Ultimately, “Split” belongs to McAvoy, who has ample scenery to chew, but doesn’t stop there — he practically swallows the camera with his tiger-like teeth. With his head shaved, the actor depends ever so slightly on costume changes (sly contributions from Paco Delgado, who worked on “The Danish Girl”), but otherwise conveys his transformations through body language, facial expression, and accent, as his various selves take “the light” — since, per Fletcher, only one can come out to play at a time. As in “Psycho,” there’s a tendency to over-explain, and while Shyamalan is basically making up rules for dissociative identity disorder as he goes along, the condition has afforded McAvoy the role of his career.

Film Review: 'Split'

Reviewed at AFI Fest, Nov. 15, 2016. (Also in Fantastic Fest.) MPAA Rating: PG-13. Running time: 117 MIN.

Production: A Universal Pictures release and presentation of a Blinding Edge Pictures, BlumHouse Prods. production. Producers: M. Night Shyamalan, Jason Blum, Marc Bienstock. Executive producers: Ashwin Rajan, Steven Schneider, Kevin Frakes, Buddy Patrick.

Crew: Director, writer: M. Night Shyamalan. Camera (color, widescreen): Mike Gioulakis. Editor: Luke Franco Ciarrocchi.

With: James McAvoy, Anya Taylor-Joy, Betty Buckley, Jessica Sula, Haley Lu Richardson

More Film

  • Jim Jarmusch in 'Carmine Street Guitars'

    Film Review: 'Carmine Street Guitars'

    “Carmine Street Guitars” is a one-of-a-kind documentary that exudes a gentle, homespun magic. It’s a no-fuss, 80-minute-long portrait of Rick Kelly, who builds and sells custom guitars out of a modest storefront on Carmine Street in New York’s Greenwich Village, and the film touches on obsessions that have been popping up, like fragrant weeds, in [...]

  • Missing Link Laika Studios

    ‘Missing Link’ Again Tops Studios’ TV Ad Spending

    In this week’s edition of the Variety Movie Commercial Tracker, powered by the TV ad measurement and attribution company iSpot.tv, Annapurna Pictures claims the top spot in spending for the second week in a row with “Missing Link.” Ads placed for the animated film had an estimated media value of $5.91 million through Sunday for [...]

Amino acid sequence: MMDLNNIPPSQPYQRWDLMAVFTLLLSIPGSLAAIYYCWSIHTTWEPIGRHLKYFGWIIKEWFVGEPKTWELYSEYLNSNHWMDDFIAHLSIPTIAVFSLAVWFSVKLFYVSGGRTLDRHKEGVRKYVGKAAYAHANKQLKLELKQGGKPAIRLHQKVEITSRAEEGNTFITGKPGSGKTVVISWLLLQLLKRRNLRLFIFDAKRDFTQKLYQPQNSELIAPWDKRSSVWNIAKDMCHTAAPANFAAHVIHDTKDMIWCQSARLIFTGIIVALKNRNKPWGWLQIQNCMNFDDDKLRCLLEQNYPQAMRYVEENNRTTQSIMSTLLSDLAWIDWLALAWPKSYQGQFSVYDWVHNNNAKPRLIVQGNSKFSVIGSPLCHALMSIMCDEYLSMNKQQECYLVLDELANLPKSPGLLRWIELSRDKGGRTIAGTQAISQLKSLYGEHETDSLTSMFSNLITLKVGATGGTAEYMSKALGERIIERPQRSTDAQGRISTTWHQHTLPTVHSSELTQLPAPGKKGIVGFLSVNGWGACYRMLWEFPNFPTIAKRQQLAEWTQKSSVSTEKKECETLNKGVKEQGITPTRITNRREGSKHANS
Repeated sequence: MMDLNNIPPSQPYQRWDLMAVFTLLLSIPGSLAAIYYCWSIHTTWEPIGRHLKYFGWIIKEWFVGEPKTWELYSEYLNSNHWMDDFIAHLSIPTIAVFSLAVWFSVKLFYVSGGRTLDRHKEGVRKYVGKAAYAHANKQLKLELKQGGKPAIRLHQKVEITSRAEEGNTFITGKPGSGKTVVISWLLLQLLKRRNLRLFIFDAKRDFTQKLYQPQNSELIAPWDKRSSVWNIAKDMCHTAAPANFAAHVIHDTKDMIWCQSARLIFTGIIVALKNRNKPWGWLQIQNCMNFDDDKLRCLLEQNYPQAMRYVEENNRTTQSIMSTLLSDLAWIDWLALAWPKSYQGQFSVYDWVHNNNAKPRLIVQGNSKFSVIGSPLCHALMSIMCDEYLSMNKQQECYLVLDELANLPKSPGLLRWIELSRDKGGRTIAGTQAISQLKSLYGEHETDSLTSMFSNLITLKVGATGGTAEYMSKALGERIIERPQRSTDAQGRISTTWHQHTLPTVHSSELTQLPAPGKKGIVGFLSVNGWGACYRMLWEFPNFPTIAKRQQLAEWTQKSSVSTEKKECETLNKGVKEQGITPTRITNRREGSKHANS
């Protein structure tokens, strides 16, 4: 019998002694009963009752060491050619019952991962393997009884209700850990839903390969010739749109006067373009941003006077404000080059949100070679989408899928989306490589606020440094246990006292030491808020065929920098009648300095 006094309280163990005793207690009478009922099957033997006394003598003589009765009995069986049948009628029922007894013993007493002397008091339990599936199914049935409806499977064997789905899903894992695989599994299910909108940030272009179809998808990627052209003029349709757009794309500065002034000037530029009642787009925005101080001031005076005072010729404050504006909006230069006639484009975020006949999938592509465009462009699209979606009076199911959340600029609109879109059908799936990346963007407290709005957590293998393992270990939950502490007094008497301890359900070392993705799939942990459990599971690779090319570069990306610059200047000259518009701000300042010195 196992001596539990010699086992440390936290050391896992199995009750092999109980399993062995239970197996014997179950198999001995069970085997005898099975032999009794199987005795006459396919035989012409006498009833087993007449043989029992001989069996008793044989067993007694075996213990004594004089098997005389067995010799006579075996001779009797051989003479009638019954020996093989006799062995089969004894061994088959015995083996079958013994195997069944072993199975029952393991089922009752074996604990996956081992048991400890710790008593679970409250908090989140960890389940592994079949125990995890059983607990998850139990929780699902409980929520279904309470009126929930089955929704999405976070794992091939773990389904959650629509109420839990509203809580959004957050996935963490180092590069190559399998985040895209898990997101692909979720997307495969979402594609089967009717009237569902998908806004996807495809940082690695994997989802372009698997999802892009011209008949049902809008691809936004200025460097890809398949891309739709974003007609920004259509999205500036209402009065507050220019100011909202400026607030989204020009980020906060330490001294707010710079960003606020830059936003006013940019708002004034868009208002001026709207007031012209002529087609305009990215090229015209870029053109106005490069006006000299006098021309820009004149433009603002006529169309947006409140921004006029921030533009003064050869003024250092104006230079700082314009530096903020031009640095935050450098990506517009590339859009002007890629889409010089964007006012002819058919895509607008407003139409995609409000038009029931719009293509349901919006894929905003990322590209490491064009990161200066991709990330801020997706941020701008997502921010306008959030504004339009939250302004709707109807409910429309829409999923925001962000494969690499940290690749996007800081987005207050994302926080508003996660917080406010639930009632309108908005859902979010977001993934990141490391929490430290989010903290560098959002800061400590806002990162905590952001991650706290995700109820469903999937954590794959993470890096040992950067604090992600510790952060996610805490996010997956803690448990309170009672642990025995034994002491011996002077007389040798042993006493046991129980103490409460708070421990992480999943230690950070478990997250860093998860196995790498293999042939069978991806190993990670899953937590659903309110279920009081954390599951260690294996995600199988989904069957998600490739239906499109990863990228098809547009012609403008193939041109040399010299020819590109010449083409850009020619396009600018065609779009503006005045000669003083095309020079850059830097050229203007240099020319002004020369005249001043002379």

• Little Woods

    Film Review: 'Little Woods'

    So much of the recent political debate has focused on the United States’ southern border, and on the threat of illegal drugs and criminals filtering up through Mexico. But what of the north, where Americans traffic opiates and prescription pills from Canada across a border that runs nearly three times as long? “Little Woods” opens [...]

  • Beyonce's Netflix Deal Worth a Whopping

    Beyonce's Netflix Deal Worth a Whopping $60 Million (EXCLUSIVE)

    Netflix has become a destination for television visionaries like Shonda Rhimes and Ryan Murphy, with deals worth $100 million and $250 million, respectively, and top comedians like Chris Rock and Dave Chappelle ($40 million and $60 million, respectively). The streaming giant, which just announced it’s added nearly 10 million subscribers in Q1, is honing in [...]

  • Roman Polanski extradition

    Academy Responds to Roman Polanski: 'Procedures Were Fair and Reasonable'

    UPDATE: The Academy of Motion Picture Arts and Sciences has responded to a lawsuit from director Roman Polanski that claimed he was unfairly expelled from the organization behind the Oscars. “The procedures taken to expel Mr. Polanski were fair and reasonable. The Academy stands behind its decision as appropriate,” a spokesperson said. The Academy’s statement [...]

  • Lorraine Warren dead

    Lorraine Warren, Paranormal Investigator Who Inspired 'The Conjuring,' Dies at 92

    Lorraine Warren, paranormal investigator and demonologist whose life inspired franchises like “The Conjuring” and “The Amityville Horror,” has died. She was 92. Warren’s son-in-law Tony Spera confirmed the news. Spera said on Facebook, “She died peacefully in her sleep at home.” He continued, “She was a remarkable, loving, compassionate and giving soul. To quote Will [...]

More From Our Brands

Access exclusive content